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Administrative Review Concluded in Ballew Case: Officers Won’t Be Fired

Decision comes almost four years after use of force incident

Published on Monday, April 5, 2021 | 6:23 am
Pasadena police officers Officers Lerry Esparza and Zachary Lujan grapple with Altadenan Christopher Ballew on Nov. 9, 2017. (Screenshot from Pasadena Police Dept. video)

Pasadena Police Chief John Perez told Pasadena Now that the administrative review on two officers involved in a use of force incident at an Altadena gas station has concluded they not be fired.

“This is by far the most difficult decision I have made since I became police chief,” Perez told Pasadena Now on Sunday.

Perez said the decision has to be made without bias and based on law.

“I am the Police Chief and ultimately I am responsible, even if I was not the police chief when it happened. This still falls on me,” Perez said. “The whole world saw the video and was aware of the incident.”

Pasadena Chief of Police John Perez. (Image courtesy of Pasadena Police Dept.)

At around 8 p.m. on Nov. 9, 2017 Ballew, a former Muir High basketball player, was heading south along Fair Oaks Avenue to Pasadena just as Officers Lerry Esparza and Zachary Lujan were heading north into Altadena for reasons unknown.

Shortly after the officers crossed the Woodbury Road border into bordering Altadena, they spotted Ballew with tinted windows and no front license plate on the late-model Mercedes sedan he was driving. The officers made a U-turn and began following Ballew when he pulled into a gas station, got out of his car and started walking toward the convenience store.

When confronted by officers, Ballew initially said he had not been driving. The situation devolved into a fracas between Ballew and the officers which saw Ballew punched in the head a number of times.

At one point Ballew grabbed an officer’s baton. Esparza pulled his service weapon, but holstered it after Lujan punched Ballew and both men dropped the baton.

Ballew suffered a broken leg after being taken to the ground and struck with a metal police baton. He was arrested for assault on a police officer, but was not formally charged due to “a lack of evidence.”

“When he [Lujan] was holding me down at the back of my neck, I was wondering if I was going to die,” Ballew told the Pasadena Weekly in December 2017. “I kept thinking about the worst thing they could do next and they kept doing it. I could have died. He [Esparza] pulled out the gun, but he didn’t pull the trigger.”

A passerby shot video part of the confrontation on his cell phone. That footage was eventually posted to Facebook.

City Manager Steve Mermell publicly announced that all of the body-worn camera footage, as well as footage shot from police cruisers would be released publicly.

According to Perez, each application of force was carefully evaluated. Although legal charges were not filed, Perez did say it was determined there were policy violations during the incident, but said he could not discuss them due to state law prohibiting the discussion disciplinary action.

Ballew was not charged with a crime and the LA County District Attorney declined to charge the officers.

According to a document online Esparza attempted to return to the Bakersfield Police Department in 2018. According to the document, Esparza submitted a written request to be reinstated. During a Police Civil Service Commission Esparza said his desire to return to BPD was due to “the cost of living in Pasadena.”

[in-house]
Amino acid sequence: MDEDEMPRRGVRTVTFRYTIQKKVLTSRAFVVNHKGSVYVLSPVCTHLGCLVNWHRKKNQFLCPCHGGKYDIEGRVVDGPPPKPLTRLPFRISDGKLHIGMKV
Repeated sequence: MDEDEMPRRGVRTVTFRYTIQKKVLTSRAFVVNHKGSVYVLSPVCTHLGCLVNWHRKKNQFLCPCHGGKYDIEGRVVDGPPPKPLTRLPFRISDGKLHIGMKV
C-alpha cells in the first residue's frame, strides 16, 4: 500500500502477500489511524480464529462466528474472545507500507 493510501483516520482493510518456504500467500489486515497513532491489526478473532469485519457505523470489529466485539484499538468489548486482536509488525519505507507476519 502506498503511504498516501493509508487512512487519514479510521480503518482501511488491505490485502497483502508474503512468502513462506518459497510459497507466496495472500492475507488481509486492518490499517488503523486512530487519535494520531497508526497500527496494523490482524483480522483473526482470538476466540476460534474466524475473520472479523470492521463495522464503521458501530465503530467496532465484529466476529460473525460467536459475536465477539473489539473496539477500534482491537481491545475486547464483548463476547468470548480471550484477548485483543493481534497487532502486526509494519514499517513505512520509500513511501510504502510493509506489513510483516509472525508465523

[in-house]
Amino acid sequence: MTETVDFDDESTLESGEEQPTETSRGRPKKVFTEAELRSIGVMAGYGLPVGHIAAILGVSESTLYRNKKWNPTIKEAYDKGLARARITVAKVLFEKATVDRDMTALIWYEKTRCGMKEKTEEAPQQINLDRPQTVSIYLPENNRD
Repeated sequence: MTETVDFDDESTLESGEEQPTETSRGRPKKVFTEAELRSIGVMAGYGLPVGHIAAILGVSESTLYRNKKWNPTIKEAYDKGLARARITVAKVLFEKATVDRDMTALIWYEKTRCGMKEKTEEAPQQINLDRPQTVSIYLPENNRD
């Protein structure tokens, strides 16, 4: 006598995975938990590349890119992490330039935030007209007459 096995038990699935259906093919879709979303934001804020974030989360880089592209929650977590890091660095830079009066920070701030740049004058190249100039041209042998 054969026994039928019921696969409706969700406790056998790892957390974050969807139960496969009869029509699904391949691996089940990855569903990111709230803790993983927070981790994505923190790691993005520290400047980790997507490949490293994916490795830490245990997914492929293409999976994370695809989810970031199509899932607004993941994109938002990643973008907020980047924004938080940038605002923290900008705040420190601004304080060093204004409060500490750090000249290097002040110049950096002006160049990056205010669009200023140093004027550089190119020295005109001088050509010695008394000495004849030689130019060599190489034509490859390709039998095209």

The city’s administrative review process includes reviews of vehicle pursuits, use of force incidents and complaints from the public.

According to Perez, the process is designed to abide by the law and protect the rights of officers and the public. The process includes the command staff, the city attorney’s office, contracted attorneys and experts.

Although he said the entire command staff was in agreement on the decision not to fire the officers, Perez also said he bears the brunt of the decision.

“The chief of police is responsible for being transparent with the community. This situation provided me a lot of insight in how we prepare our officers.”

Perez told Pasadena Now he was aware of recent calls for his removal by some activists.

“I am aware of the people who are saying I should be fired,” Perez said. “That’s a conversation for the City Council or the City Manager to have if my findings are not consistent with their views.”

“Since being Chief, I have released officers from employment for various reasons. Without legal basis, I cannot go down the road of firing police officers to please activists and special interest groups. It has to be based on the law.”

Since the situation occurred, there has been renewed scrutiny on how Black men are treated by police.

The City Council adopted an ordinance in October that will lead to a Police Oversight Commission. That will bring the total number of advisory and oversight groups to three, including the Public Safety Committee and the Chief’s Advisory Board.

“Pasadena has high community expectations and political expectations,” Perez said. “The city is always on full throttle. People need to know what’s going on and we need to be as transparent as possible.”

Perez said “the responsibility to reform and transform a police department will not come solely from the law, it derives from the commitment from the Chief of Police, to change culture, stay persistent, and to maintain focus. This can be measured in our drop in use of force, inclusion of technology, immersive and cognitive training coupled with an understanding of real-world experiences and expectations, we are making progress as a national model transformation, it just takes time.”

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